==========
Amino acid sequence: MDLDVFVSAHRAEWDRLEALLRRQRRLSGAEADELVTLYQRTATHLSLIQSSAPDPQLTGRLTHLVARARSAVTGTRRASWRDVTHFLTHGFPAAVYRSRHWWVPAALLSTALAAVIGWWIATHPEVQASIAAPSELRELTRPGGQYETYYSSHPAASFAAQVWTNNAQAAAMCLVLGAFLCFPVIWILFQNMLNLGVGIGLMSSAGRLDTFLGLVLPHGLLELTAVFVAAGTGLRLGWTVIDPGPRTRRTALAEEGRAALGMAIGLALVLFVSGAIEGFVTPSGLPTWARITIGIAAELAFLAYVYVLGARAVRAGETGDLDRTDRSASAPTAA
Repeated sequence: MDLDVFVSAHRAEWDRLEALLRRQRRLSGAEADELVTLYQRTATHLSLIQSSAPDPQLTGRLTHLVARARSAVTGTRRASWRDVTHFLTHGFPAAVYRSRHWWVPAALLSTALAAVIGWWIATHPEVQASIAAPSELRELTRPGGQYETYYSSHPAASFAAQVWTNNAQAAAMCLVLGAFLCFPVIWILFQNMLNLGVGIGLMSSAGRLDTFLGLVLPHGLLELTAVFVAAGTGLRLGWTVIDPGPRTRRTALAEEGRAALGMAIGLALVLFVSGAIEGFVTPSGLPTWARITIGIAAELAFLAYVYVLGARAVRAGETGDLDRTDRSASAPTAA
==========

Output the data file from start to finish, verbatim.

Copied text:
Amino acid sequence: MDLDVFVSAHRAEWDRLEALLRRQRRLSGAEADELVTLYQRTATHLSLIQSSAPDPQLTGRLTHLVARARSAVTGTRRASWRDVTHFLTHGFPAAVYRSRHWWVPAALLSTALAAVIGWWIATHPEVQASIAAPSELRELTRPGGQYETYYSSHPAASFAAQVWTNNAQAAAMCLVLGAFLCFPVIWILFQNMLNLGVGIGLMSSAGRLDTFLGLVLPHGLLELTAVFVAAGTGLRLGWTVIDPGPRTRRTALAEEGRAALGMAIGLALVLFVSGAIEGFVTPSGLPTWARITIGIAAELAFLAYVYVLGARAVRAGETGDLDRTDRSASAPTAA
Repeated sequence: MDLDVFVSAHRAEWDRLEALLRRQRRLSGAEADELVTLYQRTATHLSLIQSSAPDPQLTGRLTHLVARARSAVTGTRRASWRDVTHFLTHGFPAAVYRSRHWWVPAALLSTALAAVIGWWIATHPEVQASIAAPSELRELTRPGGQYETYYSSHPAASFAAQVWTNNAQAAAMCLVLGAFLCFPVIWILFQNMLNLGVGIGLMSSAGRLDTFLGLVLPHGLLELTAVFVAAGTGLRLGWTVIDPGPRTRRTALAEEGRAALGMAIGLALVLFVSGAIEGFVTPSGLPTWARITIGIAAELAFLAYVYVLGARAVRAGETGDLDRTDRSASAPTAA